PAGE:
Matt Liston, formerly of Augur, has been embroiled in a $150 million lawsuit with Augur claiming that he was forced out of the company – but that’s not why he’s in the news today.
Liston is starting his own religion, and he’s putting on the blockchain.
The religion is called 0xΩ and is based on the consensus methods used in blockchain technology. Donations will be received and spent via smart contracts on the Ethereum blockchain and decision making will also be decentralized and blockchain-based using Token Curated Registries which allow people to agree on rules and information without oversight.
A religious ceremony was held in New Museum, New York last week as part of a larger exhibition hosted by the Rhizome arts group in which Liston distributed copies of a “flame paper” that he intends to use as the basis for the sacred religious texts of the blockchain cult. However, the crypto-congregation will ultimately be the ones who decide what does and does not constitute religious scripture within 0xΩ.
“It’s a religious framework that could allow for belief sets to update much more quickly and also to democratize the relationship between membership and convergence on what everyone believes in this religion,” said Liston
Ceremony attendants marked hyperinflated currencies of the past such as the Reichsmark of the Weimar Republic with public and private Ethereum keys perhaps as a gesture that cryptocurrency is the future of money.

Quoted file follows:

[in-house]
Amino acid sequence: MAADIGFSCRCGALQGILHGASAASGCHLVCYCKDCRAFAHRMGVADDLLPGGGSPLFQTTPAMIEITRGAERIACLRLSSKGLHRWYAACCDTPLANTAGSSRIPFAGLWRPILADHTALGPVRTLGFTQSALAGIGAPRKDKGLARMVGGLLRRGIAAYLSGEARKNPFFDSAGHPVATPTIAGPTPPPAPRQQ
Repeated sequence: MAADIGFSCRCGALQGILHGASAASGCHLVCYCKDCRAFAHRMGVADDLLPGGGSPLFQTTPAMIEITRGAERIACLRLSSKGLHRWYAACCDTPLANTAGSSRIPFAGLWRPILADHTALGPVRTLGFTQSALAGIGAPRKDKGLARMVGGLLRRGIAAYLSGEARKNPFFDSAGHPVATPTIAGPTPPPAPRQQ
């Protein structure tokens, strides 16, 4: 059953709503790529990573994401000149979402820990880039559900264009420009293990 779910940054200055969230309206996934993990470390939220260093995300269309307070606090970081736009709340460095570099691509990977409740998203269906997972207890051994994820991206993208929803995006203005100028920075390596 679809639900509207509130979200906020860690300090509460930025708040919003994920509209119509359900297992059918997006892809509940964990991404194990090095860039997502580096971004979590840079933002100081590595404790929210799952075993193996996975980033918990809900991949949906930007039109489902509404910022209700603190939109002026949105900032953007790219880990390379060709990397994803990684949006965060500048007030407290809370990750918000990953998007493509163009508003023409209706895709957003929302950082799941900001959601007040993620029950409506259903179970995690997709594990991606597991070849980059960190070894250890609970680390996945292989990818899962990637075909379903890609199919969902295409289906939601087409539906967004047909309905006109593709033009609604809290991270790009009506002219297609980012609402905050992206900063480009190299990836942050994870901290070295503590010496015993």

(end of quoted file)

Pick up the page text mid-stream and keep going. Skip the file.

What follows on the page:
Liston also outlined the methods by which the first sacred artifacts known as “totems” will be created by the faithful.
Also unveiled was a “Dogewhal” statuette created by artist Avery Singer, who says she was drawn to the religion by the idea of decentralized leadership in a religious organization. Singer reportedly refers to Liston as “Cryptsiah” and a “Cryptophet,” although Liston is said not to use these terms himself.
“In this religion, the people participating and involved could essentially vote and continuously change the structure and nature of it” says Singer.
The cyber-religion could use democratic blockchain-based consensus to accrue and allocate funds to create religious artwork (like the Dogewhal) as well as temples and other buildings based on the wishes of the community.
While it will seem absurd to many, the potential to disrupt the multi-billion dollar industry of religion is intriguing to many, and the cult is likely to garner interest in online communities as well. According to a Giving USA report religious donations amounted to $122.94 billion in 2016 in the US alone. Liston states that he will not be receiving the donations personally, and will himself be donating instead.
It remains to be seen whether the group will be seeking the legal recognition and tax-exempt status enjoyed by many other religious organizations in the US.